Prosecutor in Argentina bombing inquiry found dead
Last week, special prosecutor Nisman accused President Kirchner of agreeing not to punish at least two former Iranian officials in the case of a 1994 bombing at a Jewish center in Buenos Aires.
Buenos Aires, Argentina — A special prosecutor who had accused Argentine President Cristina Fernandez of shielding Iranian suspects in the South American country's worst terrorist attack was found shot dead, authorities said Monday, a development that drew outrage from Jewish leaders.
Alberto Nisman, who was set to testify Monday in a Congressional hearing about the 1994 bombing of a Jewish center, was found in the bathroom of his Buenos Aires apartment late Sunday, federal prosecutor Viviana Fein told Telam, Argentina's official news agency.
"We can confirm that it was a gunshot wound, .22 caliber," she said, adding that it was too early in the investigation to know what had happened.
Nisman was appointed 10 years ago by Fernandez's late husband, then President Nestor Kirchner, to investigate the 1994 bombing of the Argentine-Israeli Mutual Association in Buenos Aires, which killed 85 people and injured more than 200.
Argentina has one of the largest concentrations of Jews outside of Israel, with estimates ranging around 200,000, mostly in Buenos Aires.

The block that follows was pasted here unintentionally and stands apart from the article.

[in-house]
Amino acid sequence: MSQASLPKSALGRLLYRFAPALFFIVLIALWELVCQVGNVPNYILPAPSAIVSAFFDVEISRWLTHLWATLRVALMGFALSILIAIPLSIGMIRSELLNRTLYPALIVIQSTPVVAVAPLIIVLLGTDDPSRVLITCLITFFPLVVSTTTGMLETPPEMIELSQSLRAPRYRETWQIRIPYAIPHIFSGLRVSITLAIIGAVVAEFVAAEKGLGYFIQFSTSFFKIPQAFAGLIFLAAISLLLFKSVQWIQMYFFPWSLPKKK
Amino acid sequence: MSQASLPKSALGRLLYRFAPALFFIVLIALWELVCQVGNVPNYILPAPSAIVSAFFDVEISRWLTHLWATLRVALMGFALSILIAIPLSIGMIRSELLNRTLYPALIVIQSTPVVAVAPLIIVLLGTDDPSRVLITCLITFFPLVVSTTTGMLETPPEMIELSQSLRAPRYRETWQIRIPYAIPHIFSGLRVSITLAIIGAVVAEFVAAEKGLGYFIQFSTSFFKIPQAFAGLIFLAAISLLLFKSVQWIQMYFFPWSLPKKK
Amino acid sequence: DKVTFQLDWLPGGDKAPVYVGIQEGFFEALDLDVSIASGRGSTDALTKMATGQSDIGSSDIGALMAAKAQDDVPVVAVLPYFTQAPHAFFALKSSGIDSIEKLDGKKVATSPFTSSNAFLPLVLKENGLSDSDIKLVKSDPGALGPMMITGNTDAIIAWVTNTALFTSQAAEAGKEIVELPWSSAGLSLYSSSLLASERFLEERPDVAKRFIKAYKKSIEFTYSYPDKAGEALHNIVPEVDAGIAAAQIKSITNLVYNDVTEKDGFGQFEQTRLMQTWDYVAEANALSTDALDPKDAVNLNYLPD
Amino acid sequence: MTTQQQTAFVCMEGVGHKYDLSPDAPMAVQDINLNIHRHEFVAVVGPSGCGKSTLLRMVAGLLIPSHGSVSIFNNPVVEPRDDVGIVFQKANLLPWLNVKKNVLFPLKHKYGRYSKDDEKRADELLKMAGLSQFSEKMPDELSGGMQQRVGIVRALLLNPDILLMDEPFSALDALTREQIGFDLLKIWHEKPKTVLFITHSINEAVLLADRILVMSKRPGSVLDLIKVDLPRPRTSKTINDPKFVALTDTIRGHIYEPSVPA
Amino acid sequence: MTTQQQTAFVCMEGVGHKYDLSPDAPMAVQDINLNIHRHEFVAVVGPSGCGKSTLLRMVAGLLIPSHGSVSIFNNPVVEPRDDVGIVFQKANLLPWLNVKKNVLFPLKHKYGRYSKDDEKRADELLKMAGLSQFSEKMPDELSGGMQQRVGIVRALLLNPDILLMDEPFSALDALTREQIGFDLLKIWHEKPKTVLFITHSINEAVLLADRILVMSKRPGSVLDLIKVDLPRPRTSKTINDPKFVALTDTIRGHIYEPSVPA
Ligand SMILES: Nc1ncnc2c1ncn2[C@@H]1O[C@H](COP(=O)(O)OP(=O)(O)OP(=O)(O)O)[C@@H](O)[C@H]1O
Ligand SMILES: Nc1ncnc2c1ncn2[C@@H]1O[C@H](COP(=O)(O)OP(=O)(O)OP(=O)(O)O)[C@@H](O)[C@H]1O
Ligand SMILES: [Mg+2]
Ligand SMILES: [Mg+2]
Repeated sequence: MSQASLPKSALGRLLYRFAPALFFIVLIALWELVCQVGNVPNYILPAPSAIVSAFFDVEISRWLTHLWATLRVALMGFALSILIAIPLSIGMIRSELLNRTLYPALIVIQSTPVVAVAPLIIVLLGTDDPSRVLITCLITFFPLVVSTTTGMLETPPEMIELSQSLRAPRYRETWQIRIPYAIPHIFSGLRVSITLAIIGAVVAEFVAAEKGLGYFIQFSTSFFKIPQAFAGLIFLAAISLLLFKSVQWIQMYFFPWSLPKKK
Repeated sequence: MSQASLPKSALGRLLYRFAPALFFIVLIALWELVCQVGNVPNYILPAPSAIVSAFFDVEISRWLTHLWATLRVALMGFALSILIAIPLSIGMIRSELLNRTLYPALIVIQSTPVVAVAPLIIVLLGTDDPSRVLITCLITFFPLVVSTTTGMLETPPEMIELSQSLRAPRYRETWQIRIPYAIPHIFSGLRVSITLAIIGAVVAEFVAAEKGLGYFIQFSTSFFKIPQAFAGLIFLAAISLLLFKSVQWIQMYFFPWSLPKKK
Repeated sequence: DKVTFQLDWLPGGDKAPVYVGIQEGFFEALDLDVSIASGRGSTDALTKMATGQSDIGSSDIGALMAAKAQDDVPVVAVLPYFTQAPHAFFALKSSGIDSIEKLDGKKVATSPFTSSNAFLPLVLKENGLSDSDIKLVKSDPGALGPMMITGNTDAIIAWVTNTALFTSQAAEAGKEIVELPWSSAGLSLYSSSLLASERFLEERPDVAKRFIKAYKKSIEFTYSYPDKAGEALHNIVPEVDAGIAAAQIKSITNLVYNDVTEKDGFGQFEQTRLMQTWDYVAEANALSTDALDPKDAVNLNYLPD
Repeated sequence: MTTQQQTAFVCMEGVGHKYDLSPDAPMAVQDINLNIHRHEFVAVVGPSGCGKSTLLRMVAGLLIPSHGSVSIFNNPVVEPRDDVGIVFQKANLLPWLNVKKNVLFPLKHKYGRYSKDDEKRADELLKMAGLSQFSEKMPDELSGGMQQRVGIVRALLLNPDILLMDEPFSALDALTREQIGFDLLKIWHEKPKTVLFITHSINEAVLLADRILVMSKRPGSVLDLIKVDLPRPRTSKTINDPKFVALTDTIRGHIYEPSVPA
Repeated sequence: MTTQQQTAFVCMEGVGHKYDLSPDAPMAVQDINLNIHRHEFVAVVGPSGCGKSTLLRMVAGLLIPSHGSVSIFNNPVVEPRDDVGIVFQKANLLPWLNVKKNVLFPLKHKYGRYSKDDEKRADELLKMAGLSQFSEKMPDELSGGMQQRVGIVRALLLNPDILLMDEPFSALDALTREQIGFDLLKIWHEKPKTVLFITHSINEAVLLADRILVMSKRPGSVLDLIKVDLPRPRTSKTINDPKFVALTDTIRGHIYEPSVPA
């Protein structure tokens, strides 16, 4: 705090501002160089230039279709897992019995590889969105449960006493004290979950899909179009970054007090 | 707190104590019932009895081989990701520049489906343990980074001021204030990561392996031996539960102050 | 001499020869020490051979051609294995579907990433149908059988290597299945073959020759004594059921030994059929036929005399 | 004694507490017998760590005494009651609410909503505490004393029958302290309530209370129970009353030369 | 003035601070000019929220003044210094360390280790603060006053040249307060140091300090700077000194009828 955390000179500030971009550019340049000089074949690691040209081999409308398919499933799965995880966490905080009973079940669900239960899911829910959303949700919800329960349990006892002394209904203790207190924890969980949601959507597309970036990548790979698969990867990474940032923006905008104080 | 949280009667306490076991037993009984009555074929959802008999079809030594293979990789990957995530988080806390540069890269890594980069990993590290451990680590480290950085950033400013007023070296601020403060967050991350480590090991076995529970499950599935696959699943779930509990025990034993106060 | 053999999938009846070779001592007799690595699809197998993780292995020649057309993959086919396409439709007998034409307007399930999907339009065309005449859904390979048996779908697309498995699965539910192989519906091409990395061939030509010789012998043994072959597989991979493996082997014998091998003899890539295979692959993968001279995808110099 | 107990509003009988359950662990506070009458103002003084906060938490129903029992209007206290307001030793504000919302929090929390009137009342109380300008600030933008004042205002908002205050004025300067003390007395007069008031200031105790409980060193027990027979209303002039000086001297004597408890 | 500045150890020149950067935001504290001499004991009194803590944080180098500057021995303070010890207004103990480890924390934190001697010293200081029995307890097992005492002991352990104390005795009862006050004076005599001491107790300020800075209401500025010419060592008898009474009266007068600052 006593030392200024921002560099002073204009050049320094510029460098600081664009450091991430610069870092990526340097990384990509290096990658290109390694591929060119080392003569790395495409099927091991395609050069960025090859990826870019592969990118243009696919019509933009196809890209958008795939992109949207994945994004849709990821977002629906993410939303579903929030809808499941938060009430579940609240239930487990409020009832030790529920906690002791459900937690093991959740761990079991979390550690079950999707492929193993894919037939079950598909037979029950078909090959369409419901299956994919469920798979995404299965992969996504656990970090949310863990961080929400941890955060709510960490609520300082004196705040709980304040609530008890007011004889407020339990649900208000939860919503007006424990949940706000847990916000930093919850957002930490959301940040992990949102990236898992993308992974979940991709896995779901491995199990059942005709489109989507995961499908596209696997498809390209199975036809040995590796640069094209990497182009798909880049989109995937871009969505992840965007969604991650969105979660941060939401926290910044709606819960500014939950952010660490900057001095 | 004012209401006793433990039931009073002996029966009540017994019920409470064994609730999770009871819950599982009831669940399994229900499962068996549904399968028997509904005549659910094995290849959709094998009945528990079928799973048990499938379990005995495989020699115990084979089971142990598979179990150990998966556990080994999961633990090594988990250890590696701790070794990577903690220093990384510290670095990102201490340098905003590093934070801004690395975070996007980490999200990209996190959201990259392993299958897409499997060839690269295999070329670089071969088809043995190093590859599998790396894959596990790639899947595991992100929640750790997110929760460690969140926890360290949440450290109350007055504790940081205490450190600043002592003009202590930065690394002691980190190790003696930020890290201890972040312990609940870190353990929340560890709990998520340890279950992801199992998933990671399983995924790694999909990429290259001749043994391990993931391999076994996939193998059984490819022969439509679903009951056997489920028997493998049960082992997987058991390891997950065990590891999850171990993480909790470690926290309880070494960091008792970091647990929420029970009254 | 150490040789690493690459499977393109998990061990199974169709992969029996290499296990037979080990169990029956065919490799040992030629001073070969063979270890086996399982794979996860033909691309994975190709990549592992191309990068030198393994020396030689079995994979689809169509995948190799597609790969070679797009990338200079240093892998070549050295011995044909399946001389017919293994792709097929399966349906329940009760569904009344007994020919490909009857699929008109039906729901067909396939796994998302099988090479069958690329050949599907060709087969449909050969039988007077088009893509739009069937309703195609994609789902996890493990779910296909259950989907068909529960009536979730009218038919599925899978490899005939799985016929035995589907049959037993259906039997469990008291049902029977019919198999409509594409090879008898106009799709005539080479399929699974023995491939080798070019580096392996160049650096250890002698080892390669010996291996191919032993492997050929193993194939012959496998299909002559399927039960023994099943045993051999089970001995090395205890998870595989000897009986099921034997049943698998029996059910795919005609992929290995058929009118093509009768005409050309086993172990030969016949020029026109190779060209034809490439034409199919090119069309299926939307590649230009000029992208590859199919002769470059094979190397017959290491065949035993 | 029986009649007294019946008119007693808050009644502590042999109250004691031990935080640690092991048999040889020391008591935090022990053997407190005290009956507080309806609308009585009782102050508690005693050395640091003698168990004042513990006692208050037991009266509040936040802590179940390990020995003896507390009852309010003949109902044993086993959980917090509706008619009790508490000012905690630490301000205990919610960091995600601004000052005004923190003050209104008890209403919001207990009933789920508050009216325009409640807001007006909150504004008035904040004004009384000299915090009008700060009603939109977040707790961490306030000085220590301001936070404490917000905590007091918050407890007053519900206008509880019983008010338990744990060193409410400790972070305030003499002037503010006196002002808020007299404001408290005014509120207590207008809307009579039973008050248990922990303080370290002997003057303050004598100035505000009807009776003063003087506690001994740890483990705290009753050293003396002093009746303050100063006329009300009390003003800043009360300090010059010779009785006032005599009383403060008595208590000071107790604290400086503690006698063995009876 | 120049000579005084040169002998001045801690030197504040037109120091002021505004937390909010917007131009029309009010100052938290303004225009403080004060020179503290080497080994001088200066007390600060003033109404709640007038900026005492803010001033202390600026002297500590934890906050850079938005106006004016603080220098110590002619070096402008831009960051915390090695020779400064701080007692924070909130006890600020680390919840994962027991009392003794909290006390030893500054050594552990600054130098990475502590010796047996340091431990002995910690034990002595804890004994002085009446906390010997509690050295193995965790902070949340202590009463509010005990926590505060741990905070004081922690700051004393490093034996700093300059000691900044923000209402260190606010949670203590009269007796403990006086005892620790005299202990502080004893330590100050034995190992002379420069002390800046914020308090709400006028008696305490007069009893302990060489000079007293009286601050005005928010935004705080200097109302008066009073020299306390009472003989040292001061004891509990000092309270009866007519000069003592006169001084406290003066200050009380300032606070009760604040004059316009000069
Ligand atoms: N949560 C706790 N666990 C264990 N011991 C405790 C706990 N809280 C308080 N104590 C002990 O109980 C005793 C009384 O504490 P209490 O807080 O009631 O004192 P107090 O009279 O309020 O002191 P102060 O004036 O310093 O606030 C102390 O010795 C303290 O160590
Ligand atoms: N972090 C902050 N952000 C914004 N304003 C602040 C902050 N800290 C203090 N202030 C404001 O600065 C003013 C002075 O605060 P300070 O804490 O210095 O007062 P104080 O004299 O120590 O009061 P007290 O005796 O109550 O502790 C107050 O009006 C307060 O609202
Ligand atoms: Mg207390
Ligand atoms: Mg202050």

In 2013, Argentina and Iran reached an agreement to investigate the attack, which remains unsolved. That year, Nisman released an indictment accusing Iran and Hezbollah of organizing the blast. Iran denies any involvement.
Last week, Nisman accused Fernandez and other senior Argentine officials of agreeing not to punish at least two former Iranian officials in the case. He asked a judge to call Fernandez and others, including Foreign Minister Hector Timerman, for questioning.
"The president and her foreign minister took the criminal decision to fabricate Iran's innocence to sate Argentina's commercial, political and geopolitical interests," Nisman said last week.
Fernandez has yet to comment on the allegations, but administration officials have called the prosecutor's allegations ludicrous.
A federal judge had begun the process of deciding whether to hear the complaint and whether anyone should be summoned for questioning.
Opposition Congresswoman Patricia Bullrich told local news media that Nisman told her he had received threats after denouncing the president.
Late Sunday, federal police agents in charge of Nisman's protection alerted their superiors that he wasn't answering phone calls, according to a statement from the Health Ministry. When he also didn't answer the door, they decided to alert family members, according to the statement.
When Nisman's mother wasn't able to open the door because a key was in the lock on the other side, a locksmith was called to open it, the ministry said. A .22 caliber handgun and a shell casing were found next to Nisman's body.
Israel's foreign ministry expressed "deep sorrow" over Nisman's death.
"Nisman, a courageous, venerable jurist who fought intrepidly for justice, acted with determination to expose the identities of the terrorists and their dispatchers," a ministry statement said.
Within hours after news of Nisman's death spread, a well-known group called "Indignant Argentines" called for demonstrations later Monday in several areas of Buenos Aires.
"Nisman died but his denouncement does not," Sergio Bergman, a prominent rabbi in Buenos Aires, posted on Twitter. "Our sorrow and condemnation will result in more memory, truth and justice!"